“Even though I was being red-shirted, I still dressed out for every game. In the Wake Forest game, Jamie Trimble and Ed Altman, both centers, were injured and could not play. I was afraid I was going to play that game and lose my red-shirt year.”
Luckily, Gamble was not called upon and the Tigers have Gamble front and center in ’98.
Gamble was successful making the adjustment to the starting center position in ’97. He started all 12 games and was in on 675 snaps, sixth most on the team. He was a key reason Clemson set numerous school records in passing and finished second in the ACC in rushing.
Gamble has set his sights high entering the ’98 season. “I don’t want to toot my own horn, but I think I’m mean when I put a helmet on,” the soft-spoken center states. “I get an attitude, like, ‘You are wearing the wrong color.’ I think that’s what it takes to be successful.”
An NFL scouting service recently picked the top seniors nationally position by position. You guessed it, Gamble was the player listed at center. “All that means is that I caught the eye of someone,” states Gamble. “I still have to fulfill those expectations. Being honored in that way will force me to step it up and play the best I can possibly play.”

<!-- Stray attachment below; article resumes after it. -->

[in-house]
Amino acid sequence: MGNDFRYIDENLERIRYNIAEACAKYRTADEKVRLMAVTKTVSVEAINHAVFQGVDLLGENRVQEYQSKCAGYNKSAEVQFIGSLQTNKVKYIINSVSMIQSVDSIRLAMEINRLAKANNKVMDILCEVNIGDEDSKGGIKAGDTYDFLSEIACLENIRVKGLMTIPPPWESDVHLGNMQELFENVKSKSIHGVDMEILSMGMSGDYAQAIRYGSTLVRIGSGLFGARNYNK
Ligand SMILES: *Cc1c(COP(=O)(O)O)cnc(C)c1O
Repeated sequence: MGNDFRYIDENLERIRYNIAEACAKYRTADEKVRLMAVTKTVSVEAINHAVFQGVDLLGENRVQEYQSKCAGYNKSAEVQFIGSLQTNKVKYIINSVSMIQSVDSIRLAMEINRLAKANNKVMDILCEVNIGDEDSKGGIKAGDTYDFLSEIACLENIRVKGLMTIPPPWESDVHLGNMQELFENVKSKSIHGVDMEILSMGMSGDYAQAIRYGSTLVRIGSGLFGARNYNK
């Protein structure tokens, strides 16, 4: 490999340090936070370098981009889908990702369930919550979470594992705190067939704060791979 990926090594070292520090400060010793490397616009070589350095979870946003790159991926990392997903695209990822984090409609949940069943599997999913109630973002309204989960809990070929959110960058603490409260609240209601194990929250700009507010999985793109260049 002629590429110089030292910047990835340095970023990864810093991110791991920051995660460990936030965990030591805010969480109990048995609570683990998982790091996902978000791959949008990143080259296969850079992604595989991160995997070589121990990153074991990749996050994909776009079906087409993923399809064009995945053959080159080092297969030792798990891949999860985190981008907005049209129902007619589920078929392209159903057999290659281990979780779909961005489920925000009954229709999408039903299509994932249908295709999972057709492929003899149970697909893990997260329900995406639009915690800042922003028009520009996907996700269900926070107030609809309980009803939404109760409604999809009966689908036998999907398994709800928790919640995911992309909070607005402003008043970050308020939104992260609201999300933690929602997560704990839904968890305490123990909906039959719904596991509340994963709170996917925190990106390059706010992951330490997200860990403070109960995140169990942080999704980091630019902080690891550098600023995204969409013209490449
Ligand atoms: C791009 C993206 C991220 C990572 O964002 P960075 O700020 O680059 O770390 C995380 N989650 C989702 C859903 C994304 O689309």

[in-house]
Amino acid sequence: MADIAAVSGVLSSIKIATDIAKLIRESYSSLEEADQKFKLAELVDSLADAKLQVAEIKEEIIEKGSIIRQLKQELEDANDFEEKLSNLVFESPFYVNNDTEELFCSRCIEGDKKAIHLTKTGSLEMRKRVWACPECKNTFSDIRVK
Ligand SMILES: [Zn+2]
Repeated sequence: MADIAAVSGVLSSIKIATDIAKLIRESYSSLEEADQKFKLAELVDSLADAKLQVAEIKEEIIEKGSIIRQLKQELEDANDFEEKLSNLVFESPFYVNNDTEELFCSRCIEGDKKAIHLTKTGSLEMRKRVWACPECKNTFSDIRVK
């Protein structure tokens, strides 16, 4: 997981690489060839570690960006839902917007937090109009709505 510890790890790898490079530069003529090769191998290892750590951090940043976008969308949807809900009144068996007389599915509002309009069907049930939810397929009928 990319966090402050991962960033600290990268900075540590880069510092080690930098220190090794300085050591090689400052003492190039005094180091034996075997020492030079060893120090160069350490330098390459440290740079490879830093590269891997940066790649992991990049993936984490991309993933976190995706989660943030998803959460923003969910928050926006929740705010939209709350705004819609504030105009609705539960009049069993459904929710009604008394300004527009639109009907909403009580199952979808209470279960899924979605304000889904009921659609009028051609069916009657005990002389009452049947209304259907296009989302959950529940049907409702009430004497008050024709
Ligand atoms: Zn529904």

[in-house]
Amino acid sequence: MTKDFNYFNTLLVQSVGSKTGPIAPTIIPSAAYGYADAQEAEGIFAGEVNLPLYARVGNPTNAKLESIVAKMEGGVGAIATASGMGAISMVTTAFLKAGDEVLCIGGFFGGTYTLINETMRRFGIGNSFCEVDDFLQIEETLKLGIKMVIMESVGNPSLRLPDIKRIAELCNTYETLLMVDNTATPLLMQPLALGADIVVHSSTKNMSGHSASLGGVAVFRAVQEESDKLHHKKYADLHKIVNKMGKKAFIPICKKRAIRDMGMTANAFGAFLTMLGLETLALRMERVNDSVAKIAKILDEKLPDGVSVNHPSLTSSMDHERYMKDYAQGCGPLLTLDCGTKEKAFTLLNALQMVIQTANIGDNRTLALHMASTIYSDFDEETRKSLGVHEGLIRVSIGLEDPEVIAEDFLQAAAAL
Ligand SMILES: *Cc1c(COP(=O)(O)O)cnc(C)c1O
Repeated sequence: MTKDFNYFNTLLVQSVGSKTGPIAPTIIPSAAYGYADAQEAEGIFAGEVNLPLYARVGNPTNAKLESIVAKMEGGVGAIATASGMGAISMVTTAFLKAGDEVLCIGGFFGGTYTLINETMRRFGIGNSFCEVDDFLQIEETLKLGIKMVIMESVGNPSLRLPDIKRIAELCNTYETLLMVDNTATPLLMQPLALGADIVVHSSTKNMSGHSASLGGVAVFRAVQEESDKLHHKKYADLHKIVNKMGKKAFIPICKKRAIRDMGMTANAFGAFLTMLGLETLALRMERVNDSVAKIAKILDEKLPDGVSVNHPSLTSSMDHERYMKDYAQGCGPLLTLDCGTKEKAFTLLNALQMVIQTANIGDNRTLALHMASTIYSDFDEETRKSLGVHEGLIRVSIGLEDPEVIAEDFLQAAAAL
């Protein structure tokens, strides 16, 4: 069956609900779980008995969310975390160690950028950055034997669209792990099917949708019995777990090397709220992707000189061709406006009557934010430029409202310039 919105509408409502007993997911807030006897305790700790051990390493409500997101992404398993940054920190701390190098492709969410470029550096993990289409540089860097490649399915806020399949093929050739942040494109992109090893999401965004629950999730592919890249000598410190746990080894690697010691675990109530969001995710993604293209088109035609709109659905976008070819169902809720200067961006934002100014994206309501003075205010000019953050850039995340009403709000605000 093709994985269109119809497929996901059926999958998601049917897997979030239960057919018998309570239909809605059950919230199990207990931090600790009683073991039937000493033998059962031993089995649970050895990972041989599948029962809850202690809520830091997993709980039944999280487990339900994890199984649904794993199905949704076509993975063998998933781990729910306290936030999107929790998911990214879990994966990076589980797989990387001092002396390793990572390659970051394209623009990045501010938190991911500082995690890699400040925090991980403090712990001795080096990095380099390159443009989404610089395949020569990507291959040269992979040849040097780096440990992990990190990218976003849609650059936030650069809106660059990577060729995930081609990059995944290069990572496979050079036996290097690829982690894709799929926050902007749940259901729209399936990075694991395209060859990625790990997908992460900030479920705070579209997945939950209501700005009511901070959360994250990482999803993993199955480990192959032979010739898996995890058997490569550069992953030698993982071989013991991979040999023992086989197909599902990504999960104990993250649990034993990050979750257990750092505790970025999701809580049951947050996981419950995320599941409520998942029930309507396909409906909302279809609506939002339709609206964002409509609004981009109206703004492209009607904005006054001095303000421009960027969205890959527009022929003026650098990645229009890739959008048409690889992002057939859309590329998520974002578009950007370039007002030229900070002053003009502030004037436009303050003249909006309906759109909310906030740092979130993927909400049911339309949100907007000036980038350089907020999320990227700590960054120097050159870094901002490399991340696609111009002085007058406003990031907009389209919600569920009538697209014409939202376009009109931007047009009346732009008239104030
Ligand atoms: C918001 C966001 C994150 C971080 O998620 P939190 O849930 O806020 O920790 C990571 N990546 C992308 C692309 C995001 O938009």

As far as playing in the NFL…”I’ll play for anyone; I don’t care who,” he said. “I don’t care what round, either. I just want the opportunity to play at that level.”
Gamble credits his growth as a person to his parents, Mariann and Steve. “They always supported the decisions I made. It was tough for them being so far away from Clemson, but they did not want me to go some place that I didn’t want to be.”
As far as career goals after his days at Clemson are over, Gamble is optimistic but realizes a professional football career can come and go. “If the opportunity to play in the NFL arises, I would love to pursue it. The love for the game is there and it hasn’t become old yet. I plan to graduate in May with a speech and communication degree. So I can use what I’ve learned down the road when I need it.”
If football isn’t in Gamble’s future, he sees himself back where he came from, the midwest. “I’m a city boy. I will definitely find my way back home.”
“I love to be around people. I also would like to be a coach, maybe not as an on-the-field coach, but a strength coach. I think that my personality is directed towards being a good motivation.”
His outgoing personality has also garnered attention from an unlikely source. When Clemson played Auburn in the Peach Bowl, a die hard Auburn fan named Jason Matheson noticed Gamble’s tireless work ethic. Matheson, who designs sportspages on the internet, took a liking to Gamble and what he meant to the Clemson team. Although they did not meet in Atlanta, they spoke on the telephone and collectively thought of a way to showcase Gamble’s talents. So Matheson created a sportspage dedicated to Gamble and the center’s position. In it, Matheson features an in-depth look at Gamble and his play week-by-week.
Gamble truly is at the center of it all.